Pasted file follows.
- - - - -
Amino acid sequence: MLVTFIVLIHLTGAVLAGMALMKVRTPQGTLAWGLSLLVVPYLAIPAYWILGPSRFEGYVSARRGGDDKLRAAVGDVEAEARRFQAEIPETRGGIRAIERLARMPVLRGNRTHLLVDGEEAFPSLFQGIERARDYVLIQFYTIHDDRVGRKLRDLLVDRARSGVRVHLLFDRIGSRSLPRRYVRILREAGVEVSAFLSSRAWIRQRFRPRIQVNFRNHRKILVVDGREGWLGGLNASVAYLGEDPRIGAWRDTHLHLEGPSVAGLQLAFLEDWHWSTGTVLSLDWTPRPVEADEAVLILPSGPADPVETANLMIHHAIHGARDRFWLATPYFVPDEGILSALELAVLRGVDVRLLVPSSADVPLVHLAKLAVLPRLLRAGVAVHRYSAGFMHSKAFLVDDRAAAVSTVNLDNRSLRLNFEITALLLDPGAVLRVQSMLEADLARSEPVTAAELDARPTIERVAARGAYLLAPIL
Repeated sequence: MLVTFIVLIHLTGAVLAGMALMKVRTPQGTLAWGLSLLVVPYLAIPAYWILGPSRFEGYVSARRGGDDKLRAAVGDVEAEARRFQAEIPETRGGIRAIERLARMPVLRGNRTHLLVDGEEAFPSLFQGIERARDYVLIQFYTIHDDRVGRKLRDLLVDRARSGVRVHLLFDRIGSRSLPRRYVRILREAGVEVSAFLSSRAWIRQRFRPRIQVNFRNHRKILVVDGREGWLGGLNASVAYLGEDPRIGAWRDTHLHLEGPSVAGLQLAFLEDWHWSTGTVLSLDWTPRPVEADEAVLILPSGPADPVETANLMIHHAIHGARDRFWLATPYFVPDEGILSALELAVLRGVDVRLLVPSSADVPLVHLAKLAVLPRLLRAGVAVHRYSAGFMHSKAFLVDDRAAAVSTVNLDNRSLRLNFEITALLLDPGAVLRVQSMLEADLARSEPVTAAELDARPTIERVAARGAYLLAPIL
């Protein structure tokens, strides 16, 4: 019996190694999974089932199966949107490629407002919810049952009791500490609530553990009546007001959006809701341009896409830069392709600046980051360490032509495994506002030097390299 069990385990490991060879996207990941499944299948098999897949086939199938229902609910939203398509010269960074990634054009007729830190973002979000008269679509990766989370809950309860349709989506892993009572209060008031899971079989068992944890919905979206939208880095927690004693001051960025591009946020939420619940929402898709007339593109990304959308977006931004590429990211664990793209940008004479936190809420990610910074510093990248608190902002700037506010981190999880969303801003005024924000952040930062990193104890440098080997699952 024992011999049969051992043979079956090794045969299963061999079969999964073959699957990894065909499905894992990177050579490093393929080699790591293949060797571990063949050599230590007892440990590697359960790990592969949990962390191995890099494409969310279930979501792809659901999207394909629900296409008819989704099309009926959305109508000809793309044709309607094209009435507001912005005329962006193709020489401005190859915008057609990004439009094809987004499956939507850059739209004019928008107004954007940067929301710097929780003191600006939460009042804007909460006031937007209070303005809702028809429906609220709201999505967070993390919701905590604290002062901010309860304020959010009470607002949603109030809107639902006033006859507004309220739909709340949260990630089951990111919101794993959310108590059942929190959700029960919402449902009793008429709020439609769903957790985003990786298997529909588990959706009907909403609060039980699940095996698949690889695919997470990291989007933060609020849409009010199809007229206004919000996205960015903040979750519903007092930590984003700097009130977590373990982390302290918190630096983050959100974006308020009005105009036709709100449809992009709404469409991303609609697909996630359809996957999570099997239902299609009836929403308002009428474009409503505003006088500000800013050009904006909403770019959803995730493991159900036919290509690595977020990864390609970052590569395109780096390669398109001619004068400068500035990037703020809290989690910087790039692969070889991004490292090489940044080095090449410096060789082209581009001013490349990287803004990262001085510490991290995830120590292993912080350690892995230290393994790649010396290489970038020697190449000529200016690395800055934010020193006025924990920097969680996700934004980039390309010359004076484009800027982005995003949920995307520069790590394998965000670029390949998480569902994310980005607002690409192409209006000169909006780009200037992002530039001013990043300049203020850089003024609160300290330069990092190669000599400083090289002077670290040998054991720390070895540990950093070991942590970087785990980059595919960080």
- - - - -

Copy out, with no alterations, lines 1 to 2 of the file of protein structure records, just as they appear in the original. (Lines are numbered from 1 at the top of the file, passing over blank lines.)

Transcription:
Amino acid sequence: MLVTFIVLIHLTGAVLAGMALMKVRTPQGTLAWGLSLLVVPYLAIPAYWILGPSRFEGYVSARRGGDDKLRAAVGDVEAEARRFQAEIPETRGGIRAIERLARMPVLRGNRTHLLVDGEEAFPSLFQGIERARDYVLIQFYTIHDDRVGRKLRDLLVDRARSGVRVHLLFDRIGSRSLPRRYVRILREAGVEVSAFLSSRAWIRQRFRPRIQVNFRNHRKILVVDGREGWLGGLNASVAYLGEDPRIGAWRDTHLHLEGPSVAGLQLAFLEDWHWSTGTVLSLDWTPRPVEADEAVLILPSGPADPVETANLMIHHAIHGARDRFWLATPYFVPDEGILSALELAVLRGVDVRLLVPSSADVPLVHLAKLAVLPRLLRAGVAVHRYSAGFMHSKAFLVDDRAAAVSTVNLDNRSLRLNFEITALLLDPGAVLRVQSMLEADLARSEPVTAAELDARPTIERVAARGAYLLAPIL
Repeated sequence: MLVTFIVLIHLTGAVLAGMALMKVRTPQGTLAWGLSLLVVPYLAIPAYWILGPSRFEGYVSARRGGDDKLRAAVGDVEAEARRFQAEIPETRGGIRAIERLARMPVLRGNRTHLLVDGEEAFPSLFQGIERARDYVLIQFYTIHDDRVGRKLRDLLVDRARSGVRVHLLFDRIGSRSLPRRYVRILREAGVEVSAFLSSRAWIRQRFRPRIQVNFRNHRKILVVDGREGWLGGLNASVAYLGEDPRIGAWRDTHLHLEGPSVAGLQLAFLEDWHWSTGTVLSLDWTPRPVEADEAVLILPSGPADPVETANLMIHHAIHGARDRFWLATPYFVPDEGILSALELAVLRGVDVRLLVPSSADVPLVHLAKLAVLPRLLRAGVAVHRYSAGFMHSKAFLVDDRAAAVSTVNLDNRSLRLNFEITALLLDPGAVLRVQSMLEADLARSEPVTAAELDARPTIERVAARGAYLLAPIL